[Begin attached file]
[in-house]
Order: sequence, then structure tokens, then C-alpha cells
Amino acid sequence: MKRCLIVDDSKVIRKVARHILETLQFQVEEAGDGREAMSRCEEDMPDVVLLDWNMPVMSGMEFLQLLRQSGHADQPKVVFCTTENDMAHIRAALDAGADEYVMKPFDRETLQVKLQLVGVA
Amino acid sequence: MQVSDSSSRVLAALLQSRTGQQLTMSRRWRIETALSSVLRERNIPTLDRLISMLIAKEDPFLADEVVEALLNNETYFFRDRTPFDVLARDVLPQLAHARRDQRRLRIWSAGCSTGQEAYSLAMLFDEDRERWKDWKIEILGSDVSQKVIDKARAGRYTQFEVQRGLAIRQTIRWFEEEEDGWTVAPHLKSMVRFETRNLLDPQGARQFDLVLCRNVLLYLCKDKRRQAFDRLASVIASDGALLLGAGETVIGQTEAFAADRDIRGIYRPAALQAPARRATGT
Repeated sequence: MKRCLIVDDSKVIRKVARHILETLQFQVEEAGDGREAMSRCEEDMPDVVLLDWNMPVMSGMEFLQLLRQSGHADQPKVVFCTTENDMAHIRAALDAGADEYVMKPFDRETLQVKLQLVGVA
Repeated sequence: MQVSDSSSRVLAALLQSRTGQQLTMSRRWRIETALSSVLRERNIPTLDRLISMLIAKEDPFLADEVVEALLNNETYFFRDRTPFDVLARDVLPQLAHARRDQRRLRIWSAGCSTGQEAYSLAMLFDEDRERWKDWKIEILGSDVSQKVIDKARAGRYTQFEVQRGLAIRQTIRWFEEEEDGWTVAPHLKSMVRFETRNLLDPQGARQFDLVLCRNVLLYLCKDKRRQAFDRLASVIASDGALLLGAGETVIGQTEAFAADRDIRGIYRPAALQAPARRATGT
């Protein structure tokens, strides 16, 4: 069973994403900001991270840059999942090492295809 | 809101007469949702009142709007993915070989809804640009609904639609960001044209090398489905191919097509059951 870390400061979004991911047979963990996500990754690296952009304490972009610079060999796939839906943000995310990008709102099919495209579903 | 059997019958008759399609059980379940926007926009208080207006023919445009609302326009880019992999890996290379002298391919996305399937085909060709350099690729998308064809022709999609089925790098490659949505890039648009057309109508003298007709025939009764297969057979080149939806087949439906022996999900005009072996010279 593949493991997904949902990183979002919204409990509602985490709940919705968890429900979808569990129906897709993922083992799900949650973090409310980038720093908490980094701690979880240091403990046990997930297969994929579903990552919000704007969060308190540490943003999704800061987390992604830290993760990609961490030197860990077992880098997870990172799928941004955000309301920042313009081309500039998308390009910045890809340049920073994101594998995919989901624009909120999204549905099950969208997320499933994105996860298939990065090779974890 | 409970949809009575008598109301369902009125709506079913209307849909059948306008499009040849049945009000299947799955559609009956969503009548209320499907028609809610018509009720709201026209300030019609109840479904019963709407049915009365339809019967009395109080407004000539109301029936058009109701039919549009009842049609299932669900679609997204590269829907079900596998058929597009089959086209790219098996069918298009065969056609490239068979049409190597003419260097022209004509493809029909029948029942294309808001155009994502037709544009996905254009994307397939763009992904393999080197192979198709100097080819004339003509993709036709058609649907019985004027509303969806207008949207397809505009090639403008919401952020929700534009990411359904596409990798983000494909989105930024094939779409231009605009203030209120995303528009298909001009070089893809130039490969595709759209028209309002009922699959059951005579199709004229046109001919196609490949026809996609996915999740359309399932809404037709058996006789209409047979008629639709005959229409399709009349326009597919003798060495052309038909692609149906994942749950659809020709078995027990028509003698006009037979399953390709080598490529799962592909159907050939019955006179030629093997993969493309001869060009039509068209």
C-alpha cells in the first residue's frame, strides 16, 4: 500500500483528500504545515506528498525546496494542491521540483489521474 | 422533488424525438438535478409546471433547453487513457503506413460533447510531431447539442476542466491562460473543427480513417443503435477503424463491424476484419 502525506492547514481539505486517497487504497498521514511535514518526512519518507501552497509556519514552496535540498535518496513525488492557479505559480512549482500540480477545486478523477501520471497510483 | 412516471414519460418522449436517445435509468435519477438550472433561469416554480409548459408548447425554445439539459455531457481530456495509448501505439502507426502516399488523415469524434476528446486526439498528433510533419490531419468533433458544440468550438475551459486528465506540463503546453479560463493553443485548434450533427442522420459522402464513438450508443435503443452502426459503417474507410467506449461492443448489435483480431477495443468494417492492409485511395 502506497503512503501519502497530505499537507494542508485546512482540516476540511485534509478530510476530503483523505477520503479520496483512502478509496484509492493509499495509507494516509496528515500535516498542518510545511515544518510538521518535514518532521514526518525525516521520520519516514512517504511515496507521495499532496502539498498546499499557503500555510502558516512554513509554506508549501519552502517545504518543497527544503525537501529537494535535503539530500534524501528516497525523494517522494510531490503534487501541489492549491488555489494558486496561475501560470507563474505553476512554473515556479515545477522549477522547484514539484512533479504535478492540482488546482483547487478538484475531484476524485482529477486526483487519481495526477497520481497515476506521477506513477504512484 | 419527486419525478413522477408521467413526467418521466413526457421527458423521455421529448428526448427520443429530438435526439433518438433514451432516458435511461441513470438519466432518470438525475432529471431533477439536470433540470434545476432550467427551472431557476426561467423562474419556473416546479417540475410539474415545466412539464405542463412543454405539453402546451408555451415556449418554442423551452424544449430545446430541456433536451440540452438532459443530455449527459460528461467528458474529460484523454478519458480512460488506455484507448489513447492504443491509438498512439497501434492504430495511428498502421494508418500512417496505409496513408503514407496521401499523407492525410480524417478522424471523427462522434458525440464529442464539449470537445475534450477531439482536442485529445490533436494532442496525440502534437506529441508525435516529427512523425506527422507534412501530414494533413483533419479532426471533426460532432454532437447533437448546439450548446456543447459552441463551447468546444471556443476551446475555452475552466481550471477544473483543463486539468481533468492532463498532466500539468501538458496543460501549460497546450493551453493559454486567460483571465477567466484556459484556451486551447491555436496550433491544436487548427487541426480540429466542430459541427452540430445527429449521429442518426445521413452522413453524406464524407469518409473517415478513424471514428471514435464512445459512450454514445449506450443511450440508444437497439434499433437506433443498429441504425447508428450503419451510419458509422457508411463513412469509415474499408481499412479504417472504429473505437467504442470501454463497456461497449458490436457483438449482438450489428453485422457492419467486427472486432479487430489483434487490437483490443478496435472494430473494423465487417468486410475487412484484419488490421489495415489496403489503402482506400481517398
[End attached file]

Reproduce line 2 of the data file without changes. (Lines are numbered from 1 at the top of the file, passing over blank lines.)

Order: sequence, then structure tokens, then C-alpha cells